1. How a Palestinian turned airstrikes into art

    A young artist chooses to see hope amid the ongoing crisis between Gaza and Israel

     

  2. The week’s best photojournalism

    In some of the week’s most moving images, women string together flowers, a boy takes comfort in a kitten, and more

     


  3. There’s going to have to come a time where Israel feels threatened enough where it has no other choice but to defy international warnings — because this is life or death.
    — 

    Yochanan Gordon, in a post titled “When Genocide is Permissible” on The Times of Israel's website

    The post was promptly removed for “violating The Times of Israel's editorial guidelines”

     

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  7. Secretary of State Hillary Clinton was hastily dispatched to the Mideast on Nov. 20 to help end a week of fighting between Israel and Hamas militants. While a potential cease-fire is in the works, many people continue to report via Twitter that explosions are ongoing.

    10 incredibly moving images from the Israeli-Palestinian conflict

    (Source: theweek.com)

     

  8. An Israeli missile from the Iron Dome defense system is launched to intercept incoming rocket fire from Gaza on Nov. 17 in Tel Aviv. Photo: Uriel Sanai/Getty Images

    "The significance of rockets fired on Tel Aviv and Jerusalem should not be underestimated," says Amir Oren with Israel’s Haaretz. "The imaginary barrier has been breached, and in a war of attrition, psychology is considered very important, especially in a population hovering between hope and despair." 

    More…

    (Source: theweek.com)

     

  9. The Israeli military has launched a major assault on Gaza. And they’re live-tweeting it.

     

  10. PHOTO OF THE DAY: A young Palestinian hurls a stone at Israeli border police during protests against the expansion of the nearby Jewish settlement of Kdumim, in the northern West Bank village of Kufr Qaddum. AP Photo/Nasser Ishtayeh

    More telling photos from this week

     

  11. A young relative of one of the 1,027 Palestinian prisoners released this week by Israel stands wrapped in a flag outside his home.

    An Afghan balloon seller offers a splash of color against the otherwise neutral landscape of his village in Kabul.

    An Italian protester looks on as a police vehicle burns during a demonstration in Rome.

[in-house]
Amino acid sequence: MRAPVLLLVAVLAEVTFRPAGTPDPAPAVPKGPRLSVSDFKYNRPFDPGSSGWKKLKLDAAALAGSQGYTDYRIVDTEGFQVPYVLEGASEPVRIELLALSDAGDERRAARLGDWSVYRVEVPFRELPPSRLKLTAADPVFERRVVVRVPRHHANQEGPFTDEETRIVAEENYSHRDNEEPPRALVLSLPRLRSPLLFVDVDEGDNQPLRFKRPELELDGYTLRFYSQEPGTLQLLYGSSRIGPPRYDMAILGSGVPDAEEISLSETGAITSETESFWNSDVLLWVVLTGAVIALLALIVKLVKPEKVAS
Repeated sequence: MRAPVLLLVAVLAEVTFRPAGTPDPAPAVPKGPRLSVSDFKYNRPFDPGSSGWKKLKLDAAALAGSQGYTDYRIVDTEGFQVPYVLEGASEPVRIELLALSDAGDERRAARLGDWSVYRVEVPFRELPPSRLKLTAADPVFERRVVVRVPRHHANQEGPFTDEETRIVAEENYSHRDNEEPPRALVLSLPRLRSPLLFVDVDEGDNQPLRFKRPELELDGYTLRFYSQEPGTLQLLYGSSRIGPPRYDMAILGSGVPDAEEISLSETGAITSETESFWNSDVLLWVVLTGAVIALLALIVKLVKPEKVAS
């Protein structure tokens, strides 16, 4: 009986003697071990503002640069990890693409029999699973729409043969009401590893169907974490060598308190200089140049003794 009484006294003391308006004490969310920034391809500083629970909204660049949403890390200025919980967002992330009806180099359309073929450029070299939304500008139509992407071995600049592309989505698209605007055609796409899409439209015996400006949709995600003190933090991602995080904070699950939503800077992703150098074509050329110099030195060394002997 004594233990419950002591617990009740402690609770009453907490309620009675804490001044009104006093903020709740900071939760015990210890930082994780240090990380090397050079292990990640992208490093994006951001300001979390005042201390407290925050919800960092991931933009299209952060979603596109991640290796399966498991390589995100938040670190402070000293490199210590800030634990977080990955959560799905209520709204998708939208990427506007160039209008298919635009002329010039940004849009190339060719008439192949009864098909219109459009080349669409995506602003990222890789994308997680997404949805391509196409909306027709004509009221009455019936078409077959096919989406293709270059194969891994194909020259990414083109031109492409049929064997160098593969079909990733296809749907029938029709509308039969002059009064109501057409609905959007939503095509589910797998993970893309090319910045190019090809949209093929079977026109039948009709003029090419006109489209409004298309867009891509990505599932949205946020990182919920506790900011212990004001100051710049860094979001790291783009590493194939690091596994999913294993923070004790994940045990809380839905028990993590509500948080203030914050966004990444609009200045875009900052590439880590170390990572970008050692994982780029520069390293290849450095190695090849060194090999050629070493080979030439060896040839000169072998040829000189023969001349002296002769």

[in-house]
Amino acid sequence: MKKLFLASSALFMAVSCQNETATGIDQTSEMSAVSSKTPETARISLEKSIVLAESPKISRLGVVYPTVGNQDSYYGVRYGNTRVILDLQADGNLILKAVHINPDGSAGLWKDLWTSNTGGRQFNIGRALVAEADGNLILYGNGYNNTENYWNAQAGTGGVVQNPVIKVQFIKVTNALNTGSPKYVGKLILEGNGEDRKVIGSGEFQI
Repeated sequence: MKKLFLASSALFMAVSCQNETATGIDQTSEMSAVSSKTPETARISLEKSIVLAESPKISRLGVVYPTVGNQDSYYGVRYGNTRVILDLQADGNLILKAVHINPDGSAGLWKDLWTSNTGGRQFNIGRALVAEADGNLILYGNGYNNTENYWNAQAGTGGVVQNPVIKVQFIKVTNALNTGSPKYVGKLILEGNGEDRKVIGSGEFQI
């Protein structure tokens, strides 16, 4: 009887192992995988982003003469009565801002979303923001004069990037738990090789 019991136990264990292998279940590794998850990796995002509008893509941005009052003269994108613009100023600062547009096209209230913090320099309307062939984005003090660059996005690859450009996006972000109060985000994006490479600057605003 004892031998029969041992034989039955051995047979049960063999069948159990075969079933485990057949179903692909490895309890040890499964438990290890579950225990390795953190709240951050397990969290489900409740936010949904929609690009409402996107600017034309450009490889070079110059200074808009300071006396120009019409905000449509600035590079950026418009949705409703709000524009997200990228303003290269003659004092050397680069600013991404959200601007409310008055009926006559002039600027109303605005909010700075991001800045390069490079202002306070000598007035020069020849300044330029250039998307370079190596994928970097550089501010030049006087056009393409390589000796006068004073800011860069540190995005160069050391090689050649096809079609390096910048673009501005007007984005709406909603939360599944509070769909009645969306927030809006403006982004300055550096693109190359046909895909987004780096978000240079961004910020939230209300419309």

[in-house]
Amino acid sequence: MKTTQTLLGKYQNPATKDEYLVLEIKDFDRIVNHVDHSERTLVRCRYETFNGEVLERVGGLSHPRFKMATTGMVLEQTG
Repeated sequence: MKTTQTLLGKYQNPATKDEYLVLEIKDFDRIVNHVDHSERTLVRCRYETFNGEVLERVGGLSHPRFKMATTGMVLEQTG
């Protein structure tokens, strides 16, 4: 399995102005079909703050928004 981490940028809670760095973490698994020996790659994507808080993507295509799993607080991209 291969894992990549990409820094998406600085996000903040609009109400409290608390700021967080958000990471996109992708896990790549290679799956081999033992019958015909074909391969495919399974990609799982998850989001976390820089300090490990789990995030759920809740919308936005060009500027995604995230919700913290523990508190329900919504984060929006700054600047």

Here, more of this week’s best photojournalism

     


  12. The wave of popular uprisings in North Africa and the Middle East has already swept Egypt’s Hosni Mubarak and Tunisia’s Zine el Abidine Ben Ali from power. Now, everyone from Western leaders to Arab protesters to nervous autocrats across the Muslim world are wondering: Who’s next? Some possibilities:

    • BAHRAIN: King Hamad bin Isa al-Khalifa
      Protesters held an Egypt-style “day of rage” on Monday, and the “deep grievances” of the country’s poorer Shia Muslim minority make Bahrain “the most susceptible” of the Gulf states to popular revolt, says regional analyst Theodore Karasik, as quoted by Bloomberg Businessweek. King Hamad, part of the Sunni elite, tried to “bribe” each family in the country with thousands of dollars, but that may not be enough to pacify the protesters, says Ditz in Antiwar.com. Bahrain is “the biggest wild-card” in the region.
    • IRAN: President Mahmoud Ahmadinejad
      Mubarak’s fall has reinvigorated the passions that fueled the 2009 “Green Revolution,” which went largely underground after harsh government crackdowns. Thousands defied government warnings Monday and took to the streets in Tehran and other big cities, ostensibly in solidarity with Egyptians, but also shouting “death to the dictator.” The chance a full-scale uprising is “moderate,” says Mahanta in Mother Jones, but the odds of another crackdown are “tragically high.”
    • PALESTINE: President Mahmoud Abbas
      The day after Mubarak fell, Abbas and the ruling Fatah party scheduled long-overdue national elections for September, and on Monday the entire cabinet resigned. This shows that Abbas is “freaking out,” says Khaled Abu Toameh in The Jersusalm Post. “In the eyes of many Palestinians, Abbas is not much different from Hosni Mubarak,” and these acts of “desperation” are an attempt to keep Egypt’s “anti-government wave” from washing him out of power.

    Also, Algeria and Yemen. Read more here.